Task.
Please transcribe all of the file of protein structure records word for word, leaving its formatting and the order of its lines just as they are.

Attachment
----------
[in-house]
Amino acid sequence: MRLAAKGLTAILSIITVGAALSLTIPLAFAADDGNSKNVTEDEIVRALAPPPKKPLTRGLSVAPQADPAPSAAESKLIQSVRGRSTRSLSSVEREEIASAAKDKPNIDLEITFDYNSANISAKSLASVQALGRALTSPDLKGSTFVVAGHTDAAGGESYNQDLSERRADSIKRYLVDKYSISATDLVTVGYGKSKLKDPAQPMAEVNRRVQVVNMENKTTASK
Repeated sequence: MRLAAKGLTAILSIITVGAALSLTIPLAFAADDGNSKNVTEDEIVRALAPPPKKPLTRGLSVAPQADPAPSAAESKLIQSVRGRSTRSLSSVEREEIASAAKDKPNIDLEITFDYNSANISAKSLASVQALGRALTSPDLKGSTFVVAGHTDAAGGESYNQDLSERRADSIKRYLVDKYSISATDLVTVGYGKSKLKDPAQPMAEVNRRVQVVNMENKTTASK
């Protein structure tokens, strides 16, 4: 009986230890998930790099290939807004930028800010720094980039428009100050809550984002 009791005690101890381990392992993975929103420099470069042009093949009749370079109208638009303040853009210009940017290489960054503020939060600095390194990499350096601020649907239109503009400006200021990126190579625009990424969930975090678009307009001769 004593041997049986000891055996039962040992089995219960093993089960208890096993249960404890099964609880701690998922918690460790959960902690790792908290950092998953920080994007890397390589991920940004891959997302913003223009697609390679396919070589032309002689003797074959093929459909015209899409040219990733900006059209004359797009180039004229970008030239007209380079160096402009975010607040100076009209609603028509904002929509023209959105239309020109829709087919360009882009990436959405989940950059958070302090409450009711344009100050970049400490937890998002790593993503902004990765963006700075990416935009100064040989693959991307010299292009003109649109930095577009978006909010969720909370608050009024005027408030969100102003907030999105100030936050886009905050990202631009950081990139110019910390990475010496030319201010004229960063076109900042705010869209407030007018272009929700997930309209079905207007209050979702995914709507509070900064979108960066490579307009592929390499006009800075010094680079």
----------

[in-house]
Amino acid sequence: MRLAAKGLTAILSIITVGAALSLTIPLAFAADDGNSKNVTEDEIVRALAPPPKKPLTRGLSVAPQADPAPSAAESKLIQSVRGRSTRSLSSVEREEIASAAKDKPNIDLEITFDYNSANISAKSLASVQALGRALTSPDLKGSTFVVAGHTDAAGGESYNQDLSERRADSIKRYLVDKYSISATDLVTVGYGKSKLKDPAQPMAEVNRRVQVVNMENKTTASK
Repeated sequence: MRLAAKGLTAILSIITVGAALSLTIPLAFAADDGNSKNVTEDEIVRALAPPPKKPLTRGLSVAPQADPAPSAAESKLIQSVRGRSTRSLSSVEREEIASAAKDKPNIDLEITFDYNSANISAKSLASVQALGRALTSPDLKGSTFVVAGHTDAAGGESYNQDLSERRADSIKRYLVDKYSISATDLVTVGYGKSKLKDPAQPMAEVNRRVQVVNMENKTTASK
């Protein structure tokens, strides 16, 4: 009986230890998930790099290939807004930028800010720094980039428009100050809550984002 009791005690101890381990392992993975929103420099470069042009093949009749370079109208638009303040853009210009940017290489960054503020939060600095390194990499350096601020649907239109503009400006200021990126190579625009990424969930975090678009307009001769 004593041997049986000891055996039962040992089995219960093993089960208890096993249960404890099964609880701690998922918690460790959960902690790792908290950092998953920080994007890397390589991920940004891959997302913003223009697609390679396919070589032309002689003797074959093929459909015209899409040219990733900006059209004359797009180039004229970008030239007209380079160096402009975010607040100076009209609603028509904002929509023209959105239309020109829709087919360009882009990436959405989940950059958070302090409450009711344009100050970049400490937890998002790593993503902004990765963006700075990416935009100064040989693959991307010299292009003109649109930095577009978006909010969720909370608050009024005027408030969100102003907030999105100030936050886009905050990202631009950081990139110019910390990475010496030319201010004229960063076109900042705010869209407030007018272009929700997930309209079905207007209050979702995914709507509070900064979108960066490579307009592929390499006009800075010094680079």